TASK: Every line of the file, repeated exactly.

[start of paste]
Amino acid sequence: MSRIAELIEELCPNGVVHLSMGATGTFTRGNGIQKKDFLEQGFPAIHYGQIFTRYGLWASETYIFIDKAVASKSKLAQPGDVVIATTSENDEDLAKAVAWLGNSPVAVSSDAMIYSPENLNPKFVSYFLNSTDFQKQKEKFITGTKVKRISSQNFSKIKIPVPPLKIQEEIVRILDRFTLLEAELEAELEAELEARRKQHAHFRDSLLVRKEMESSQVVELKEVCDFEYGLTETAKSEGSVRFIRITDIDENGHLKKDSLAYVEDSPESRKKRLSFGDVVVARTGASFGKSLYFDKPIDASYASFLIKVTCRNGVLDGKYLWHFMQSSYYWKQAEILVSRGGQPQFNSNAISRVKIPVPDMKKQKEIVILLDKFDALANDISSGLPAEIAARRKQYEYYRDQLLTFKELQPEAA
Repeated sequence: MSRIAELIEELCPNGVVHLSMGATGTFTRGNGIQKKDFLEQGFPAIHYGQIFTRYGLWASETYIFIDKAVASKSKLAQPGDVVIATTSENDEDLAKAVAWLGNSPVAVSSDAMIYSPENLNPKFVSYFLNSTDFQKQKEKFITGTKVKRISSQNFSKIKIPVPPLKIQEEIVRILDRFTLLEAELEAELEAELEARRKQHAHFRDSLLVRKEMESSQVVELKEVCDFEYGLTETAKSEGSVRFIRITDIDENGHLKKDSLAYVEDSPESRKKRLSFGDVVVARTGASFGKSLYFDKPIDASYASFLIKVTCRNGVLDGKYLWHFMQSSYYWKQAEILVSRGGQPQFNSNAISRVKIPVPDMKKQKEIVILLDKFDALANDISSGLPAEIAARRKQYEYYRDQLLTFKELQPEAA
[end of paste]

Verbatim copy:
Amino acid sequence: MSRIAELIEELCPNGVVHLSMGATGTFTRGNGIQKKDFLEQGFPAIHYGQIFTRYGLWASETYIFIDKAVASKSKLAQPGDVVIATTSENDEDLAKAVAWLGNSPVAVSSDAMIYSPENLNPKFVSYFLNSTDFQKQKEKFITGTKVKRISSQNFSKIKIPVPPLKIQEEIVRILDRFTLLEAELEAELEAELEARRKQHAHFRDSLLVRKEMESSQVVELKEVCDFEYGLTETAKSEGSVRFIRITDIDENGHLKKDSLAYVEDSPESRKKRLSFGDVVVARTGASFGKSLYFDKPIDASYASFLIKVTCRNGVLDGKYLWHFMQSSYYWKQAEILVSRGGQPQFNSNAISRVKIPVPDMKKQKEIVILLDKFDALANDISSGLPAEIAARRKQYEYYRDQLLTFKELQPEAA
Repeated sequence: MSRIAELIEELCPNGVVHLSMGATGTFTRGNGIQKKDFLEQGFPAIHYGQIFTRYGLWASETYIFIDKAVASKSKLAQPGDVVIATTSENDEDLAKAVAWLGNSPVAVSSDAMIYSPENLNPKFVSYFLNSTDFQKQKEKFITGTKVKRISSQNFSKIKIPVPPLKIQEEIVRILDRFTLLEAELEAELEAELEARRKQHAHFRDSLLVRKEMESSQVVELKEVCDFEYGLTETAKSEGSVRFIRITDIDENGHLKKDSLAYVEDSPESRKKRLSFGDVVVARTGASFGKSLYFDKPIDASYASFLIKVTCRNGVLDGKYLWHFMQSSYYWKQAEILVSRGGQPQFNSNAISRVKIPVPDMKKQKEIVILLDKFDALANDISSGLPAEIAARRKQYEYYRDQLLTFKELQPEAA